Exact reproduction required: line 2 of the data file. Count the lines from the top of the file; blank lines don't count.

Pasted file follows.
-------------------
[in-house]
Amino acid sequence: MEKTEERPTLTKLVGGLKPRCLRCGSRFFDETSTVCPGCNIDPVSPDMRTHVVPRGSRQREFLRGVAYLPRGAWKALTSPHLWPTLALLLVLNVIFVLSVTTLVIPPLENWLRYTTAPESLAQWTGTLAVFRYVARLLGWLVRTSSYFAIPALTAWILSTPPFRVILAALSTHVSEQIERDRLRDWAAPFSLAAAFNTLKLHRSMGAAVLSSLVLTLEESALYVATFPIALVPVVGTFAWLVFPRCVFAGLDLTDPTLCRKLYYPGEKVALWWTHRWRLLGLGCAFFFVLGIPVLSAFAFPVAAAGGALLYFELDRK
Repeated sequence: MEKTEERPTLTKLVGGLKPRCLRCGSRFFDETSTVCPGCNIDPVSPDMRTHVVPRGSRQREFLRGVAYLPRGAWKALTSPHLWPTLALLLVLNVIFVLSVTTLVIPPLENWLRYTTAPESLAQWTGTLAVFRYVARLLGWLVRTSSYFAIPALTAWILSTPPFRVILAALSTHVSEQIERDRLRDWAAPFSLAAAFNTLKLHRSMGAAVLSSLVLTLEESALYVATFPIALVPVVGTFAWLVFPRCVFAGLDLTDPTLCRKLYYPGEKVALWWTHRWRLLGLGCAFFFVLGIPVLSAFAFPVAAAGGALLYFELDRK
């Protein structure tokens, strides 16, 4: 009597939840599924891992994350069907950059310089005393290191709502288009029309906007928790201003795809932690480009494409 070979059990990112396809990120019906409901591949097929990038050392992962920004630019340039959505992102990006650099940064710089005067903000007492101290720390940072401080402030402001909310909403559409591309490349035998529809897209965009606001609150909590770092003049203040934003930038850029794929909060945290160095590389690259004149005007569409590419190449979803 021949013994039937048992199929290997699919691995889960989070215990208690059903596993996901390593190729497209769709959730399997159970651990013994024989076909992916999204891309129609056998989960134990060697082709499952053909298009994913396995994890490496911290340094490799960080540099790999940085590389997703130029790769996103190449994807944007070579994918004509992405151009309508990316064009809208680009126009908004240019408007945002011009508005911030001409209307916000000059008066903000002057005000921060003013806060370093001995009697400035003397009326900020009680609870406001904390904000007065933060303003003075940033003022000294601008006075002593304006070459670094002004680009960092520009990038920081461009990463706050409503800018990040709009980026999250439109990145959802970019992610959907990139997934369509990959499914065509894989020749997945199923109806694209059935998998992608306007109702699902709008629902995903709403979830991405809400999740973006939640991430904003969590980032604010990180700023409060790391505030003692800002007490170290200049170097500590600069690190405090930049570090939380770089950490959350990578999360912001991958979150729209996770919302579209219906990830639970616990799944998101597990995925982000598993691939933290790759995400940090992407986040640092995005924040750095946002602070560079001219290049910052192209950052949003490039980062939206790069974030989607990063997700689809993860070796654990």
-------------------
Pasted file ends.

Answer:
Amino acid sequence: MEKTEERPTLTKLVGGLKPRCLRCGSRFFDETSTVCPGCNIDPVSPDMRTHVVPRGSRQREFLRGVAYLPRGAWKALTSPHLWPTLALLLVLNVIFVLSVTTLVIPPLENWLRYTTAPESLAQWTGTLAVFRYVARLLGWLVRTSSYFAIPALTAWILSTPPFRVILAALSTHVSEQIERDRLRDWAAPFSLAAAFNTLKLHRSMGAAVLSSLVLTLEESALYVATFPIALVPVVGTFAWLVFPRCVFAGLDLTDPTLCRKLYYPGEKVALWWTHRWRLLGLGCAFFFVLGIPVLSAFAFPVAAAGGALLYFELDRK